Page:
• This hook-heavy tune was the lead single from American Christian rock band Skillet's eighth studio album, Awake.
  • Frontman John Cooper told StereoTruth: "This song is the platform over which the whole record was written. Basically every day seems to get weirder, darker and scarier with thousands of people losing their homes and hurting over a wide variety of reasons. You see so much negativity on the news, especially this sense of violence that's getting really crazy. With all this going on, it's easy to feel on the edge, but no matter how dark it gets, there's always hope in a new day and staying positive is the first step. And when you boil it all down, Christ is the one who gives us a reason to live and He's our 'Hero' who's fighting for all of this oppression and injustice."
  • This song, along with the rest of the album was helmed by the Grammy-nominated producer Howard Benson (Daughtry, My Chemical Romance, The All American Rejects).
  • When asked which Skillet songs were mostly derived from his personal experiences, John Cooper listed this as one, "because I wrote that song based on a time when I was wondering who my own children would look up to when they get older," he told the Bucks County Courier Times. "Who is left to believe in? I was hit hard by all the Catholic priest accusations during that time, and I thought, 'Man, these are supposed to be heroes to kids.' That is why I wrote that song. It's about all the people who we believe in the past that have let us down."
  • This was a popular song in wrestling in 2010. It was used on WWE Raw and Royal Rumble.
  • This was also used in the 2012 horror film Grave Encounters 2.
  • After working with Comatose producer Brian Howes - who argued with Cooper over whether the opening line of "Yours To Hold" should be "See you standing here" or "I see you standing here" - Cooper had to readjust to Benson's broader approach on Awake. "Howard is not a songwriter," Cooper explained to jesusfreakhideout.com. "For example, for the song 'Hero,' I would say, 'Should it be 'I need a hero' or should it be 'I want a hero'?' He would just say that it didn't matter. I wasn't used to that. He's more about the concept of the song than the details. He wants to make sure it's something that people want to hear. I learned a lot from Howard about the overall sound of a record and what you're trying to say with it."

Comments: 6

  • Daniel from Winchester, Ohiogeez, my comment from way back then seems so cringey now.. still this is a pretty good song with one decently good memory behind it, my friend Jeremy, who just so happens to be christian used to overplay the crap out of this song at my former best friend's house, dude we got so absolutely tired of the song for awhile that even now I still get flashbacks every time I hear it.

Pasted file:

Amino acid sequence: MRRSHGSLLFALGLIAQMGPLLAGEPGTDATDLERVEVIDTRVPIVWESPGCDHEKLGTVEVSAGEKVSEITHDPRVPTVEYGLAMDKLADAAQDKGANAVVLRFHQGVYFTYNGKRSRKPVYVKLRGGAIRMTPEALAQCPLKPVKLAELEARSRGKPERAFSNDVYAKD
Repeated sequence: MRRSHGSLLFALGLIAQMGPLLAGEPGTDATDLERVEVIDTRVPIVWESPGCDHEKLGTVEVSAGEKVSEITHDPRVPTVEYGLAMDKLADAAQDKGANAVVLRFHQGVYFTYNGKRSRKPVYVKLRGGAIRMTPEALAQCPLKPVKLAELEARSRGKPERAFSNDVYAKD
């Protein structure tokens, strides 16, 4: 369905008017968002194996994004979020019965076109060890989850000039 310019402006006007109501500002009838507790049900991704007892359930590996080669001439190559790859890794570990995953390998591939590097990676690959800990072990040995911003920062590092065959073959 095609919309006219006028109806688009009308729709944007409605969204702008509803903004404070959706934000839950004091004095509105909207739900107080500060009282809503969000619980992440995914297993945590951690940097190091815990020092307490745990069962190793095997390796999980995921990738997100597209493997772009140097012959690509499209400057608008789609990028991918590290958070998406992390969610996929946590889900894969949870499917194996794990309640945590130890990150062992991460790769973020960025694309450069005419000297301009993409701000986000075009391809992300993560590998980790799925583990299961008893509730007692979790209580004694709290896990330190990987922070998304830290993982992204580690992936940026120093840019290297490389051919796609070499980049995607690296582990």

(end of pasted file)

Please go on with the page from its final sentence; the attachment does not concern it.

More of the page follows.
• Megan from Stevenson, AlOH, WOW! This song is truely amazing! I ABSOLUTELY LOVE the bass in this song!!!
  • Jack from Nashville, TnThis song sucks so much balls, but I wouldn't really expect anything different from this band.
  • Nathan Ritz from Paoli, InHero and monster are my favorite songs.
  • [p3yt0n} from Somewhere, In"A hero's not afraid to give his life. A hero's gonna save me just in time." Very true.
  • Daniel from Winchester, OhThis and "Monster" has become one of favorite Skillet songs!!!
see more comments

Editor's Picks

What Musicians Are Related to Other Musicians?Song Writing

A big list of musical marriages and family relations ranging from the simple to the truly dysfunctional.

Lou Gramm - "Waiting For A Girl Like You"They're Playing My Song

Gramm co-wrote this gorgeous ballad and delivered an inspired vocal, but the song was the beginning of the end of his time with Foreigner.

Brenda RussellSongwriter Interviews

Brenda talks about the inspiration that drove her to write hit songs like "Get Here" and "Piano in the Dark," and why a lack of formal music training can be a songwriter's best asset.

Johnette Napolitano of Concrete BlondeSongwriter Interviews

The singer/bassist for Concrete Blonde talks about how her songs come from clairvoyance, and takes us through the making of their hit "Joey."

John Doe of XSongwriter Interviews

With his X-wife Exene, John fronts the band X and writes their songs.

Matthew Wilder - "Break My Stride"They're Playing My Song

Wilder's hit "Break My Stride" had an unlikely inspiration: a famous record mogul who rejected it.